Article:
“The day after the (November Presidential) election. the US withdraws from the Paris climate accord... Five years ago nearly 200 countries committed to a collective global response to tackle the climate crisis. But when Donald Trump took office he announced that the US would leave the Paris agreement. On the one issue that demands a worldwide response to help safeguard the Earth for future generations, the US has chosen to walk away… The election will be a referendum on the future of democracy, racial justice, the supreme court and so much more. But hovering over all of these is whether the US will play its role in helping take collective responsibility for the future of the planet. The period since the Paris agreement was signed has seen the five hottest years on record. If carbon emissions continue substantial climate change is unavoidable. The most impacted communities will also be the most vulnerable. Instead of helping lead this discussion the White House prefers to roll back environmental protections to placate the fossil fuel industry.”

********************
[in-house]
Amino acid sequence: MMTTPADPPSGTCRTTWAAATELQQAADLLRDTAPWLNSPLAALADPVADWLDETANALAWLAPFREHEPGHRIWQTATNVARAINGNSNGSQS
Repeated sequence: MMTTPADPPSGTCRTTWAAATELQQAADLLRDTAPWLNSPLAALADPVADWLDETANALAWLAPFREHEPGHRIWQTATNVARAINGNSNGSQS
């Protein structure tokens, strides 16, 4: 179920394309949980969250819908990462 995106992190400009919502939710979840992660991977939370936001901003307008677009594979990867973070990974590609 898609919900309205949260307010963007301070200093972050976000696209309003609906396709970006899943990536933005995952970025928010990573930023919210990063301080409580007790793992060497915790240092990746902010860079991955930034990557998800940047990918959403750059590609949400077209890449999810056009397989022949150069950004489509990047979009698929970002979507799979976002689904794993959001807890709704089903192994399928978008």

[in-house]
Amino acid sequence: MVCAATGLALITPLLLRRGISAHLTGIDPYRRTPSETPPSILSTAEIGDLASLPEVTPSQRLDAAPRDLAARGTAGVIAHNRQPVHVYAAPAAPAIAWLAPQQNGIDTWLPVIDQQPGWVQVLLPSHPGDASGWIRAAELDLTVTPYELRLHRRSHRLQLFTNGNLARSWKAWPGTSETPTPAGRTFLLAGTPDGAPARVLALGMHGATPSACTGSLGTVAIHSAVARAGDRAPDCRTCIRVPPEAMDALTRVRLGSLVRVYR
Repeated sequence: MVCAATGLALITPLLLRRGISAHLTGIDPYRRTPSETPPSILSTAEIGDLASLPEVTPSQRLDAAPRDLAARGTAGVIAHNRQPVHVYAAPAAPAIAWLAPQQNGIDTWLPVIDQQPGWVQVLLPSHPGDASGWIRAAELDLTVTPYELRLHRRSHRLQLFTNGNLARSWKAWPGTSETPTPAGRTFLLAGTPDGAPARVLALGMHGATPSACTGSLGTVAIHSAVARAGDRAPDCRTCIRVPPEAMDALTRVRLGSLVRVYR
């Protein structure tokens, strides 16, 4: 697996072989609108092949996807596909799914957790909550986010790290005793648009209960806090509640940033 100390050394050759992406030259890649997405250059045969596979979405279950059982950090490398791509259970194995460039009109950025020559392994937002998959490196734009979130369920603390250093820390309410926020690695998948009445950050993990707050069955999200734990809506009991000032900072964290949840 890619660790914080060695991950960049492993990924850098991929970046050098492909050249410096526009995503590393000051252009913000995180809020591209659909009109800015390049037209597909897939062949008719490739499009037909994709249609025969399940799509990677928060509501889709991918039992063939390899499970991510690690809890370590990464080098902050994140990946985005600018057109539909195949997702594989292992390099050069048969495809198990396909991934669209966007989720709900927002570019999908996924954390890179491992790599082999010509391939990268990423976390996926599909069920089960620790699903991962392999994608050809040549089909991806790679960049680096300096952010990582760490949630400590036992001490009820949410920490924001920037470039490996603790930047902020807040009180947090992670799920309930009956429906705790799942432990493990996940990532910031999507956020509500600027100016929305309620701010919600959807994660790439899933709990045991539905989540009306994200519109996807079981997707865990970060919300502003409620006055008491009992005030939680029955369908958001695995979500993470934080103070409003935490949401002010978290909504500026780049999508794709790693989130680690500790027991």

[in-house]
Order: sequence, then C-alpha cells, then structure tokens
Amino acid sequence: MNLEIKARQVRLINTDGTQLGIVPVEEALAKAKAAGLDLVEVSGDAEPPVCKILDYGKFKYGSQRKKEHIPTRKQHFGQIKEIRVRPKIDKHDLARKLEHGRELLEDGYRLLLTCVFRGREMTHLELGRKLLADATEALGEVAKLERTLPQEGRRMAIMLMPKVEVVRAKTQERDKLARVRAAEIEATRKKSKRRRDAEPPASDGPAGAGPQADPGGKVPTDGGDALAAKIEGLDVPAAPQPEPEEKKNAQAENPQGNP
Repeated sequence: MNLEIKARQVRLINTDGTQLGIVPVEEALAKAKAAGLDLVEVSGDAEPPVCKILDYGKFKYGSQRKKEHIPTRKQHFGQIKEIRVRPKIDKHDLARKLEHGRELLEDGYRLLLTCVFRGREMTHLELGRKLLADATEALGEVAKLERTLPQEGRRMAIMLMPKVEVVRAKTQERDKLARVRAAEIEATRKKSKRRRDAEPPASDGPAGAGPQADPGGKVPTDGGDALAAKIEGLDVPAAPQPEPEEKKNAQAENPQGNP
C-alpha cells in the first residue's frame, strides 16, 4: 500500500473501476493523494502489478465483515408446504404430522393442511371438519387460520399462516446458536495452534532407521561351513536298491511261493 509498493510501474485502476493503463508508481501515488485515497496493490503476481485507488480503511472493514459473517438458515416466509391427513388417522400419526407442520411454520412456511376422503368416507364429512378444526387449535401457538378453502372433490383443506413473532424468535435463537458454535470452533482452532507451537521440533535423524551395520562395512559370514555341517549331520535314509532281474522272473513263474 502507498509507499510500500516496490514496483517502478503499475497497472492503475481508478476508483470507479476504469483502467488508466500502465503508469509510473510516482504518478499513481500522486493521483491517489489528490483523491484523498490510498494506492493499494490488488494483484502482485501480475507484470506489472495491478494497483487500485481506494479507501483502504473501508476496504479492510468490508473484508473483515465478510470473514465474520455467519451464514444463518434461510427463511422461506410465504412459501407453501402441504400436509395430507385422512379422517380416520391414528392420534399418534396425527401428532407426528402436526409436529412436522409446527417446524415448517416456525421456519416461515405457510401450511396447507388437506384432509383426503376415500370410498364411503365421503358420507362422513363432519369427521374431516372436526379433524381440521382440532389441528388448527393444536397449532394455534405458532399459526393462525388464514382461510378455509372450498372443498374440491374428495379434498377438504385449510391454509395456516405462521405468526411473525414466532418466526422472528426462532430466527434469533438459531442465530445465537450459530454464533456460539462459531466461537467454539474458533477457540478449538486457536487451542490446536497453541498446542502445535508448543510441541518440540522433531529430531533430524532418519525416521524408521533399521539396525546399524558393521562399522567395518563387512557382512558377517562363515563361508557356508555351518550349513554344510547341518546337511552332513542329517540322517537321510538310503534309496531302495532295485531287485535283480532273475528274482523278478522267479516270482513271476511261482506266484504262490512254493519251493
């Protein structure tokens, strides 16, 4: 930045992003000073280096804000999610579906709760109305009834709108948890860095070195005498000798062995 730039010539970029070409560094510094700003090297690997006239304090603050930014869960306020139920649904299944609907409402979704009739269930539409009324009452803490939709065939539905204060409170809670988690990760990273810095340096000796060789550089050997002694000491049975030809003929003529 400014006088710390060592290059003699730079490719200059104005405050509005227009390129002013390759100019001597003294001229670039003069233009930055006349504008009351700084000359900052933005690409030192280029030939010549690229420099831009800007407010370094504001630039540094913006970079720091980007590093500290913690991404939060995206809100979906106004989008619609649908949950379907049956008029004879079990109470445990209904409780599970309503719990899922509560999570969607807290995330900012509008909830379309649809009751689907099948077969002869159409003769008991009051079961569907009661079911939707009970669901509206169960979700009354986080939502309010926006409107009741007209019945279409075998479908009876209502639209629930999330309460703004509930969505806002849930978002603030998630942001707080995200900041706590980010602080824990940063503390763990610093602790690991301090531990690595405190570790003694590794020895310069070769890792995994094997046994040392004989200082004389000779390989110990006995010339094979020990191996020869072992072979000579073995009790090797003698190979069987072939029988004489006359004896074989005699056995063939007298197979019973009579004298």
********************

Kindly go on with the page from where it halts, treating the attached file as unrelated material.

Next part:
There seems to be no chance that Donald Trump will change his mind about Climate Change, or reverse his plans to pull out of the Paris accord. Four more years of passive ignorance - and active support for fossil fuel use - would speed up the destructive processes already ongoing. This election is far more than a referendum on Presidential leadership. Almost certainly, it will decide the future of not just the United States, but of the world.

 

MORE ESSAYS

Semi-Rough: A North Country Journal 

Is This My Land?

 Government


To the Writing It Down Homepage

Leave a Comment: symbios@condortales.com

© Sanford Wilbur 2020